The opening lyrics of the dazzling epic cut ‘Port Of Call’ perhaps best explains the sonic trajectory of Wooden Wand: “We do not decorate / We like an empty space / We like to fill an empty space.” The hypnotic bassline and Keith Richards-esque guitar wizardry (think ‘Let It Bleed’) on display is filled with endless stellar moments (particularly, the divine funk of bass towards the song’s close). ‘Gone To Stay’ is a more sparse blues track that brings ‘Farmer’s Corner’ to a fitting close. A gospel feel radiates brightly throughout. Elsewhere, ‘When The Trail Goes Cold’ is a divine slice of Americana that echoes the spirit of Howe Gelb’s Giant Sand (a distant companion to the similarly cathartic ‘Corridor’). ‘Adie’ is a stomping 70’s rock opus with an infectious groove and killer riff. The expansive sonic terrain covered throughout ‘Farmer’s Corner’ is a joy to witness. ‘Home Horizon’ is an achingly beautiful ballad that feels close to Toth’s previous song-writing master-class of ‘Blood Oaths of the New Blues’. To echo Swans frontman, Michael Gira, the narrative of Toth’s timeless song-craft “leaves you mystified, both smiling and sad.”

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‘Farmer’s Corner’ is available now on Fire Records.

http://www.woodenwand.org/
http://www.firerecords.com/

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woodenwand_by Loney John Hutchins_2

Interview with James Jackson Toth.

Congratulations, James, on the latest Wooden Wand masterpiece, ‘Farmer’s Corner’. It’s a pleasure to ask you some questions about this latest record. I love how that spark of spontaneity is clearly evident that illuminates throughout the album’s nine songs. Can you please discuss the latest album and the narrative that lies at the heart of ‘Farmer’s Corner’?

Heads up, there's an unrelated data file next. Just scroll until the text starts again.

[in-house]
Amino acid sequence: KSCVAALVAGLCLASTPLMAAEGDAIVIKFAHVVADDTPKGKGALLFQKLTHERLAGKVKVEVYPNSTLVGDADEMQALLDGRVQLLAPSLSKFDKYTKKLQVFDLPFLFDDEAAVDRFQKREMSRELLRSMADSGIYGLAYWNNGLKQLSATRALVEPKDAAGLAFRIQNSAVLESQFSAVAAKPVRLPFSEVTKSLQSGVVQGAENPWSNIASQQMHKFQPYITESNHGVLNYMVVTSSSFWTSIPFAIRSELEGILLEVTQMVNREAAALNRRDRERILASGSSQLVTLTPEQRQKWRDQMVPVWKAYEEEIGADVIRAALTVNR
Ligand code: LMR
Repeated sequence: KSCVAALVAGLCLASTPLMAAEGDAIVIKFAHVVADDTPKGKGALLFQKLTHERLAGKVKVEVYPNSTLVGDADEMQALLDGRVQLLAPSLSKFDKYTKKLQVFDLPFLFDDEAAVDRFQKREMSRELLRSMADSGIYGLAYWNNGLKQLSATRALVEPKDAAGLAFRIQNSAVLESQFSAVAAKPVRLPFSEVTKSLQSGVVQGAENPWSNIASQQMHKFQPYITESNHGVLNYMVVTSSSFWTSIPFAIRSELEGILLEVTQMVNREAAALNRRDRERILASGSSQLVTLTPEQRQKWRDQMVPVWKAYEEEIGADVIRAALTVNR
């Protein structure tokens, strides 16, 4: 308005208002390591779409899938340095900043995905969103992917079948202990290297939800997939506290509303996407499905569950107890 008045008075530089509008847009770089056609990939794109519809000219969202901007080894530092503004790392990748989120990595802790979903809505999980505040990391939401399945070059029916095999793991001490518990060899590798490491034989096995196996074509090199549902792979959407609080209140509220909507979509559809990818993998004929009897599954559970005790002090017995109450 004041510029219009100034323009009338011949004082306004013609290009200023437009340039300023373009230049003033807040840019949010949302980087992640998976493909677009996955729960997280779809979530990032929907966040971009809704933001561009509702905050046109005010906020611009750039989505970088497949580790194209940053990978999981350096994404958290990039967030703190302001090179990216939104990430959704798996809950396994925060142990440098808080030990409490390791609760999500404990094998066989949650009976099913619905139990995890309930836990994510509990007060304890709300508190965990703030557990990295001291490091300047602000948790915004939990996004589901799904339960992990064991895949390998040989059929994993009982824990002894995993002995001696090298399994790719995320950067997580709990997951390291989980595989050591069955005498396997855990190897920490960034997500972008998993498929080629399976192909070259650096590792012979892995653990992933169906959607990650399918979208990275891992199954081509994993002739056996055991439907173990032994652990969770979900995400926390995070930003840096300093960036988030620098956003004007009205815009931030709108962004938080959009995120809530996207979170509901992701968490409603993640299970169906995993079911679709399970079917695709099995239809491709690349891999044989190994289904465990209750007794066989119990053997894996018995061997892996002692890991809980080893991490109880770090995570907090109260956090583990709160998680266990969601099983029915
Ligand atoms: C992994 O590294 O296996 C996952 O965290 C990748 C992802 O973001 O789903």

James Toth: Thank you, Mark — I’m really glad you like it. Narratives usually only become obvious to me after the album is finished, and this time, I noticed that Farmer’s Corner is a relatively “affirming” record. There are some pretty positive songs here – Sinking Feelings, Home + Horizon, Port Of Call, Gone To Stay, etc. If there is a theme, it’s that.

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What is remarkable about ‘Farmer’s Corner’ is that it’s the first self-produced Wooden Wand album. I would love to gain an insight into this aspect of the music-making process. What was the experience like? How did you find it shaped the final sound and feel to the record?

JT: I didn’t really understand that I was producing the album until halfway through. Excepting home recorded things, every album I’ve ever made in the studio was made with a producer of some kind. I like having a producer, and I like the idea of collaborating with someone whose work I respect who will leave their fingerprints on the record somehow, but this time, I decided I didn’t need that input. I just started recording the songs as they were written, more or less, to capture the excitement of them before they started feeling over-rehearsed and stale. To do this, I had to strike while the iron was hot, so to speak. There are obviously things on this record that many producers would not have been OK with, like the ‘cocaine country’ phaser on my acoustic guitar. I didn’t want to have to defend those decisions or answer to anyone when it came to that sorta stuff.

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The last time we spoke, you described [previous Wooden Wand album] ‘Blood Oaths Of The New Blues’ as a truly collaborative process where you were simply a member of the band. I feel this is still the case on the new record where I feel each band member contributing a big part to the record’s sound. Do you feel ‘Farmer’s Corner’ is another collaborative album, James?

JT: Less so. That is not to diminish the extraordinary contributions of everyone involved — especially Darin Gray, who really should have gotten a co-producer credit on more than half of these songs — but because I was assembling people almost as an experiment (some of these people were meeting for the very first time in the studio, just hours before we tracked a song), and more or less conducting. But everyone’s individual parts were mostly their own, save for the sort of ‘riffs’ and harmonies and certain parts I had written and included on the demos. But overall, less band input than with the Alabama contingent — with those guys, there’s no ‘pulling rank’ or having ‘final say’ — after the songs are written, decisions about where they go are made more or less by committee. Luckily, we almost always agree. This time, I sorta felt like the captain.